Most people who follow a diet that bans gluten -- a type of protein found in wheat, rye and barley -- don’t have medical reasons for doing so. If you have a wheat allergy, celiac disease or nonceliac gluten sensitivity, however, eating gluten-containing foods can adversely affect your body and your health.
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Wheat Allergy: Rare but Serious
If you have a wheat allergy, your body reacts badly to one or more of the many proteins found in wheat, which might include gluten. Symptoms can be mild or severe and include skin rashes, hives, stomach discomfort, intestinal distress, runny nose, sneezing, asthma and anaphylaxis. It’s unclear how common wheat allergy is, but best estimates are that fewer than 1 in 200 people suffers from this type of food allergy, according to the American College of Allergy, Asthma & Immunology. Most children with wheat allergy outgrow it before adolescence.
Celiac Disease and Intestinal Damage
Celiac disease is an autoimmune disorder in which eating gluten prompts your immune system to attack the lining of your small intestine. The resulting damage makes it harder to absorb certain nutrients, including iron, calcium, vitamin D and folate. In the long term, this can lead to health problems like anemia, osteoporosis and infertility. Symptoms can include stomach pain, diarrhea, weight loss, chronic fatigue and neurological problems. The only known treatment for celiac disease is total, lifelong avoidance of gluten because even tiny amounts can cause intestinal damage.
Gluten Sensitivity: Discomfort Without Damage
Gluten sensitivity and celiac disease share many of the same symptoms, but if you have gluten sensitivity, you are more likely to experience obvious symptoms like gas, bloating, cramps and diarrhea or constipation soon after eating gluten. You may also experience symptoms elsewhere in your body, such as headaches, “brain fog,” joint pain or numbness and tingling in your legs, arms and hands. Gluten sensitivity does not damage your intestines, so you may not have to be as vigilant about avoiding gluten.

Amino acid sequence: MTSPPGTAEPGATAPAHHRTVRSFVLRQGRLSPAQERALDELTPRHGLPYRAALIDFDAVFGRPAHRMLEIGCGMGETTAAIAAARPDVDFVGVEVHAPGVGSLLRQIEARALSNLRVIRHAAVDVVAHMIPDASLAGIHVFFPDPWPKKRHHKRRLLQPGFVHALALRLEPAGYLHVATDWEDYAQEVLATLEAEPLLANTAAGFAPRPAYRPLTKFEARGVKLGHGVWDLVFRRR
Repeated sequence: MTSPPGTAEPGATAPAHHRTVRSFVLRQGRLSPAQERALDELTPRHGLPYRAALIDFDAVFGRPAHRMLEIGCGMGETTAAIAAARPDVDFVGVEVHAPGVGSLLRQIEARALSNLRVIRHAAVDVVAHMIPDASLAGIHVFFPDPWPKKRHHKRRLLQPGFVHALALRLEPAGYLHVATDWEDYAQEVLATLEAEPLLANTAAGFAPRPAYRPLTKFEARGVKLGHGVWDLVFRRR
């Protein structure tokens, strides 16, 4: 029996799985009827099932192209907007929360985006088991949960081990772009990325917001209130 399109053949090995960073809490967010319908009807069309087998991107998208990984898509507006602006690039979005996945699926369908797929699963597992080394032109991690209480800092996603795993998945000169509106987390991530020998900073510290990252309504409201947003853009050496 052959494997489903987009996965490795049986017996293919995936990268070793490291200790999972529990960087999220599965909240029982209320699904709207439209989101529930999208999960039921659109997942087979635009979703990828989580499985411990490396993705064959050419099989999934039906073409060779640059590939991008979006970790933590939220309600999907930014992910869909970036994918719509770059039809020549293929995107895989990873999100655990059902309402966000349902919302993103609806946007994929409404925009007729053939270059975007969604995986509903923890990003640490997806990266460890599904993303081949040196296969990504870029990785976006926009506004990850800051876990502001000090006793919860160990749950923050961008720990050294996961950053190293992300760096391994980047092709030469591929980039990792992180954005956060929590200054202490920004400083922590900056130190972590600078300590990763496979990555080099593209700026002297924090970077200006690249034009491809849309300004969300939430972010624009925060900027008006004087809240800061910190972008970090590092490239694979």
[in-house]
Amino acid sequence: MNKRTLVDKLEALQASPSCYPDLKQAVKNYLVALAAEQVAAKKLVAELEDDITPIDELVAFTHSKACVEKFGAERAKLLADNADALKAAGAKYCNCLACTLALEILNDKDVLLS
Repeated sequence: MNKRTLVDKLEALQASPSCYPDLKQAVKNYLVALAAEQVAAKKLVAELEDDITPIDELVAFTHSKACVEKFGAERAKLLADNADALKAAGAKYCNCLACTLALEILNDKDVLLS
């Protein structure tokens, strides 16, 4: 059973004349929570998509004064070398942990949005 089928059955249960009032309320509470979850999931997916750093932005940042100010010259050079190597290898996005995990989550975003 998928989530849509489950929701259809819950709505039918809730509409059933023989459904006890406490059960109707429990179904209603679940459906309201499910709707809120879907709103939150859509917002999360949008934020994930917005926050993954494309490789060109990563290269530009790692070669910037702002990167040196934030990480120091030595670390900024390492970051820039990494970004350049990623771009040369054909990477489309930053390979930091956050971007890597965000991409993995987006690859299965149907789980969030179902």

Gluten-Free Diet Pitfalls
Fortunately, each of these gluten-related health conditions is relatively rare. About 1 in 133 Americans has celiac disease and 6 to 7 percent of Americans have nonceliac gluten sensitivity, according to the National Foundation for Celiac Awareness. If you don’t fall into one of these groups and don’t have a wheat allergy, there’s no evidence that you should avoid gluten. Packaged gluten-free foods can be highly processed and calorie-dense due to added sugar and fat, which can contribute to weight gain. Most are not enriched with vitamins and minerals typically added to foods made with gluten-containing grains.